If you work in the art world, your life probably looks pretty good from the outside. You spend a lot of time traveling around the world for art events, and a lot of your job is simply thinking about art and talking about it with celebrities and museum directors. Many of us like to puff up how exciting the life is—ArtInfo has an entire series dedicated to tracking the art world’s high times on Instagram, and ArtForum has a style-and-gossip column called Scene and Herd. Even if you don’t get paid that much, the experiences are priceless. But just how glamorous is all this travel, really? Not nearly as much as you might think.
At the time of this writing, many art worlders are at Art Basel in Switzerland, the world’s largest art fair. I was probably too poor to have tried to attend the last time I did, which was in 2009; despite having already left the US and paid for my travel, I had no money to book a hotel. As a result, I found myself on a train from Venice to Basel with no place to stay. In the end, a friend of a friend of a friend let me stay in a camper parked behind a prison in Little Basel. I showered where my acquaintance worked—in the oncology wing of a hospital, just in front of the prison.
That trip wasn’t particularly glamorous, and to be fair, the experience was almost certainly less glamorous than that of most journalists. Still, even the best of us get paid next to nothing and often end up huddling in the champagne rooms at Art Fairs, gossiping about the muffins we smuggled out of our free continental breakfasts.
The art-fair experience isn’t always so great for dealers and curators, either. As one friend aptly described the job, it’s “traveling all over the world to stare at virtually the same walls in the same booths in the same convention centers while experiencing no culture from where you actually are. You could be in Basel, Brussels, London, Paris, Cologne, Miami, Dubai or Hong Kong, and you barely notice. Some of us also have the misfortune of working in said booths alone and not being able to pee for 12 hours.”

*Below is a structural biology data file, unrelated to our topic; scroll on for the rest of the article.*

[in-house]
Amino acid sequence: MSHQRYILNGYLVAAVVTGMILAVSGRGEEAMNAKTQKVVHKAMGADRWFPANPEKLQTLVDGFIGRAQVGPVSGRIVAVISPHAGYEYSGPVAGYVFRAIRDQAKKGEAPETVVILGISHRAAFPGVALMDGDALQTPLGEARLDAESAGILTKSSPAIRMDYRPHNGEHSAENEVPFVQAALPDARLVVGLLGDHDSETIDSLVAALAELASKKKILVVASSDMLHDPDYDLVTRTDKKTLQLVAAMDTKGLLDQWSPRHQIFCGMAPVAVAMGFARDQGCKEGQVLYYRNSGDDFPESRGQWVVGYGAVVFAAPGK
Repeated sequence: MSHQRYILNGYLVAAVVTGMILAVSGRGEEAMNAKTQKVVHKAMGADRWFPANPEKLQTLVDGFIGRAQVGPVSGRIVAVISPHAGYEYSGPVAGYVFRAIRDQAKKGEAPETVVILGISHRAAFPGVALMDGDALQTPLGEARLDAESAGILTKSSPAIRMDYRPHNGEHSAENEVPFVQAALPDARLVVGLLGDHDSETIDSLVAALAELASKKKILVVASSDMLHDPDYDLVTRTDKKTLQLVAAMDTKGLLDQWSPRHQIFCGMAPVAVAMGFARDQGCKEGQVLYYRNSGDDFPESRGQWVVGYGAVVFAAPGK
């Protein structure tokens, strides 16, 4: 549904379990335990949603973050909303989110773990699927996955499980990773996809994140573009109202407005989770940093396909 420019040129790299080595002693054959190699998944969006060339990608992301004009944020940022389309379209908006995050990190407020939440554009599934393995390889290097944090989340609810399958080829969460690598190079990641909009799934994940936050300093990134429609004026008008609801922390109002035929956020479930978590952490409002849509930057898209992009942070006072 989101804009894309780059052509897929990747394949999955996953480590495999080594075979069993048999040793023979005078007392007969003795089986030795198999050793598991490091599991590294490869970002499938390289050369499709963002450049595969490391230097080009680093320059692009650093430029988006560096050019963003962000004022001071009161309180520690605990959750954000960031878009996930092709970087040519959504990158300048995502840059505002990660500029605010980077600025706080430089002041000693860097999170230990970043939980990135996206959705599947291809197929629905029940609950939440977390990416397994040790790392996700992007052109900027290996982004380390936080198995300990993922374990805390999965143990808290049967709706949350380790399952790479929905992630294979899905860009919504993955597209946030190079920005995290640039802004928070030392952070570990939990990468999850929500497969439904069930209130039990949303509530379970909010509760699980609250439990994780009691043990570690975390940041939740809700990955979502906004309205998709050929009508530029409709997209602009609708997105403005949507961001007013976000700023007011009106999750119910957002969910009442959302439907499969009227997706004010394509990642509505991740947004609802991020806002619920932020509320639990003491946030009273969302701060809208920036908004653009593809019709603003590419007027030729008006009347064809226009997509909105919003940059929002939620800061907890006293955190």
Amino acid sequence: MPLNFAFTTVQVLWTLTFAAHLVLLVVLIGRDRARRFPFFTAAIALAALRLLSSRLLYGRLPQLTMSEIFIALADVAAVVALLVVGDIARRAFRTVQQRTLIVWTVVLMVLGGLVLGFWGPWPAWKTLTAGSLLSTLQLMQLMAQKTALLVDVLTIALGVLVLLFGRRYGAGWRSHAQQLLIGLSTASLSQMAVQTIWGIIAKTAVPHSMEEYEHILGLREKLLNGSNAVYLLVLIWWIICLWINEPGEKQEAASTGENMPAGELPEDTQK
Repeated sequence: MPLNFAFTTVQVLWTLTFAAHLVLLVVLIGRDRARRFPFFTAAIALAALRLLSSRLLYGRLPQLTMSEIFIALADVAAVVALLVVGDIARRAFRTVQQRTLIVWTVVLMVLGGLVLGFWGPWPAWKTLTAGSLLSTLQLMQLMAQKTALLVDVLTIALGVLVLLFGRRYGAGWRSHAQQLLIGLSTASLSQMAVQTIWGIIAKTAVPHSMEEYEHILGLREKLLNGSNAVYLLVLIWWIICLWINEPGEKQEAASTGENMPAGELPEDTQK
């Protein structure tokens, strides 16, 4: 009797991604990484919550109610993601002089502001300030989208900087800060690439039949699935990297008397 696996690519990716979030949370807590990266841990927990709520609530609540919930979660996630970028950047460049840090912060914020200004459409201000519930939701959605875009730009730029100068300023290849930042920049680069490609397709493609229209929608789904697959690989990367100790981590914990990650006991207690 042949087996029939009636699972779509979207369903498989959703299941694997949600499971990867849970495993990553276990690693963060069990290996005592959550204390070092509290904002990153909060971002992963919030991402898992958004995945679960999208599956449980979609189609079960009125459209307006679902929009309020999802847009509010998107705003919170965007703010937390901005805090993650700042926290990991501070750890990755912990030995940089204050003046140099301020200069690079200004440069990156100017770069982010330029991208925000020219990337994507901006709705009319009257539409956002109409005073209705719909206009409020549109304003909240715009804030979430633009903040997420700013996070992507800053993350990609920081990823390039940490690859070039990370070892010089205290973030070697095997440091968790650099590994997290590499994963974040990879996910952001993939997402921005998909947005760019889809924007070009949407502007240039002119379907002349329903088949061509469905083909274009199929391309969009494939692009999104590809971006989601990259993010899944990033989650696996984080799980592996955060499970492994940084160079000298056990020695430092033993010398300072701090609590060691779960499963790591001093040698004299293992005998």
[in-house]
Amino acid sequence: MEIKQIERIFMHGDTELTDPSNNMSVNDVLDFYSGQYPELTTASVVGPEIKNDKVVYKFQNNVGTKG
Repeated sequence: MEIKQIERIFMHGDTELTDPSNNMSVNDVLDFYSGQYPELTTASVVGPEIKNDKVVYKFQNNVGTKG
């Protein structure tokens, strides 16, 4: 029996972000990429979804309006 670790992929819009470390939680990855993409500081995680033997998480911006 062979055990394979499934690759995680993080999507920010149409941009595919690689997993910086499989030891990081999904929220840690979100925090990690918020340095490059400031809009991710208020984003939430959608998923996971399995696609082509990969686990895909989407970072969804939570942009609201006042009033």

That’s not exactly a perk, and neither are the tiny budgets most of us are forced to work within while traveling. Among the horror stories I’ve heard, one curator told me that after fronting personal money to cover the hotel, flight, food, and some artists’ costs, the exhibition-venue announced that it had used the money set aside in the budget to cover its own costs. It took six months to recoup several thou- sand euros.
I have my own stories about flying thousands of miles and not getting paid, but they're not my worst. In 2008, after having flown to Miami and New Orleans for the Prospect 1 Biennale, I spent several hours at the New Orleans airport waiting for a storm to clear so I could make a studio visit in Lisbon. By the time I arrived, I’d missed my connecting flight to Amsterdam and was put up in a hotel by the airline. My bags were checked, so I ended up sleeping naked and putting my dirty clothes on again in the morning.
When I arrived in Amsterdam, the connecting flights were a mess thanks to weather, and after a six-hour layover I managed to miss my plane to Portugal. I had been waiting at the wrong gate. An agent announced I would need to pay a rebooking fee, and I burst into tears, knowing I had no money to pay the fee. “What’s wrong with you?” she demanded. I explained through sobs that I was broke, approaching day three at airports, and still wearing the same clothes. She took pity and rebooked the flight free of charge.My arrival in Portugal did not lift my fortunes. My bags were lost in transit, leaving me to sleep in my clothes for yet another night. (All this, just to visit an artist’s studio!) When I woke up, I showered and asked the wife of the artist with whom I was staying if I could borrow a T-shirt. “Maybe you need more? Pants?” she asked. I nodded briskly. “Underwear?” she added. I nodded again, tearing up. She gave me everything I needed. As I put her underwear on though, I felt something sticky between my legs. It was my period, and for the last time that trip, I burst into tears.